As part of their war against the unauthorized sharing of copyrighted material online, entertainment industry groups and their affiliates commission reports to highlight how so-called ‘pirate’ sites operate.
In 2014, for example, research company NetNames published a report detailing the revenue streams for so-called ‘cyberlockers’. It was later used by a U.S. senator to pressure Visa and Mastercard to stop doing business with such sites.
With continued lobbying efforts in mind, a new report commissioned by the Motion Picture Association (MPA) has again been examining how so-called ‘pirate’ sites generate their income.
The study, carried out by UK-based Incopro, analyzes the revenue sources for the 250 most popular sites offering access to unlicensed content in Germany, Spain, France, Italy and United Kingdom. Due to some overlap in each country’s “most-popular 250” list, 622 sites in three categories (hosting, linking only, P2P) were examined overall.
Advertising, cash – or both
The company looked at two key areas of revenue generation – monies received from companies who advertise on the sites (intentionally or otherwise) and monies received from users who either pay or donate via payment methods including Visa, MasterCard and Bitcoin.
In its analysis Incopro found that 550 of the 622 sites surveyed carried advertising and 142 offered at least one payment method. An overlap between the two groups meant that 122 sites carried advertising and also accepted payments. With just 52 sites out of 622 carrying no advertising and accepting no payments, a total of 570 sites (91.6%) had at least one source of revenue.
The sources of revenue for each of the three site categories were broken down revealing that ‘linking only’ and ‘P2P portal’ sites rely heavily on advertising. ‘Hosting’ sites tended to have both advertising and payments, with free users being shown advertising and premium users often paying to avoid them.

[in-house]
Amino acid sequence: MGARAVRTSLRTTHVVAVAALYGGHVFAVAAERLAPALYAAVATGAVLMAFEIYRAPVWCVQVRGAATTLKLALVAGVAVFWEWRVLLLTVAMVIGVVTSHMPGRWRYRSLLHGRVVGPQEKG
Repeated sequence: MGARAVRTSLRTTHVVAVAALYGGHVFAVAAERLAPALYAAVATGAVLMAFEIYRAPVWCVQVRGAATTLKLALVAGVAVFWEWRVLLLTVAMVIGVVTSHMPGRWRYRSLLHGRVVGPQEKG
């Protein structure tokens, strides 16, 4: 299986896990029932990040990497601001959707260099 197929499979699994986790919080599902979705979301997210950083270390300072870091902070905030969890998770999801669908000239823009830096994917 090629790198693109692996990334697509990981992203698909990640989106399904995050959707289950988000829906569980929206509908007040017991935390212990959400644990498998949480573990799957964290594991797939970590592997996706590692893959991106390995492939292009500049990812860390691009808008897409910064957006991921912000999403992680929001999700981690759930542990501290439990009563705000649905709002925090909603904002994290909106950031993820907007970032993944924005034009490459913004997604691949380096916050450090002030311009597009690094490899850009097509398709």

Key advertising intermediaries
Since advertising is viewed as the most important source of revenue for the majority of the sites in the report, Incopro has attempted to identify which advertising intermediaries are responsible. While several companies each served up to 55 sites in the report, three entities are highlighted as market leaders.
“Analysis found that AdCash, Propellerads/OnClickAds….and DirectREV were the top three intermediaries to serve adverts across all unique sites in this study,” Incopro reports.
Noting that the report concentrates on the intermediaries delivering adverts to the 622 sites, Incopro says that opportunities exist to disrupt the flow of ads.
“One possible approach to this would be to engage with the Content Delivery Networks (CDNs) which do not serve the adverts independently but cache the creative elements that are called by ad tags served by other intermediaries. Consideration should be given to approaching the leading CDNs and working with them to block adverts served to unauthorised sites,” the company writes.
Incopro says that the adverts observed in the study were placed into standard categories such as entertainment (5%), tech (5.9%), retail (6.6%), business/finance (7.4%), games (10%), adult (10.4%) and gambling (18.1%).
However, due to the high number of deceptive ads appearing on ‘pirate’ sites the company had to create a new group (‘Trick button/Malware’) which accounted for 31.5% of the total, the biggest group by far.
“The Trick Button/Malware types of advert typically do not mention the advertiser in the initial ad, and thus they are a form of ‘bait-and-switch’,” the company says.
“Typically, the user is presented with a button that says ‘download’ and/or ‘play’. Believing that these will lead to the desired file, the user then clicks the button. Once clicked, the user is prompted to download an executable file containing a potentially unwanted program.